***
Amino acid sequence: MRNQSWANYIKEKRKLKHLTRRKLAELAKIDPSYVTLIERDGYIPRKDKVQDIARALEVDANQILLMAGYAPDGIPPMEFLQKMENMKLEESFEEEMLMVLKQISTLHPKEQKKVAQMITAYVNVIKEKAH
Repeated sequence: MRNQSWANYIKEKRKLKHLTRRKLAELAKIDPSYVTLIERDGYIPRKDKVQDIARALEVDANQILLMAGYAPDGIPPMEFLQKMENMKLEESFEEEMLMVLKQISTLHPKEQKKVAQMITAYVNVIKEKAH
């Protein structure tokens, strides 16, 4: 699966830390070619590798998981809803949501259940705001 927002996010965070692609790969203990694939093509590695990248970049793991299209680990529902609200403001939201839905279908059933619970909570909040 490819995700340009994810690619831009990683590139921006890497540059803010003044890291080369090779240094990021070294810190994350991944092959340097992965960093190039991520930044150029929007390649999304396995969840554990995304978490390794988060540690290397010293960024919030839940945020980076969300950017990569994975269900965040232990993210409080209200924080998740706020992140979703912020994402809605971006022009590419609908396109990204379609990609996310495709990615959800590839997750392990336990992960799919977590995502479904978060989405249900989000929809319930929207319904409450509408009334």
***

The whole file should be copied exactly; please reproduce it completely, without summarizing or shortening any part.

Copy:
Amino acid sequence: MRNQSWANYIKEKRKLKHLTRRKLAELAKIDPSYVTLIERDGYIPRKDKVQDIARALEVDANQILLMAGYAPDGIPPMEFLQKMENMKLEESFEEEMLMVLKQISTLHPKEQKKVAQMITAYVNVIKEKAH
Repeated sequence: MRNQSWANYIKEKRKLKHLTRRKLAELAKIDPSYVTLIERDGYIPRKDKVQDIARALEVDANQILLMAGYAPDGIPPMEFLQKMENMKLEESFEEEMLMVLKQISTLHPKEQKKVAQMITAYVNVIKEKAH
């Protein structure tokens, strides 16, 4: 699966830390070619590798998981809803949501259940705001 927002996010965070692609790969203990694939093509590695990248970049793991299209680990529902609200403001939201839905279908059933619970909570909040 490819995700340009994810690619831009990683590139921006890497540059803010003044890291080369090779240094990021070294810190994350991944092959340097992965960093190039991520930044150029929007390649999304396995969840554990995304978490390794988060540690290397010293960024919030839940945020980076969300950017990569994975269900965040232990993210409080209200924080998740706020992140979703912020994402809605971006022009590419609908396109990204379609990609996310495709990615959800590839997750392990336990992960799919977590995502479904978060989405249900989000929809319930929207319904409450509408009334």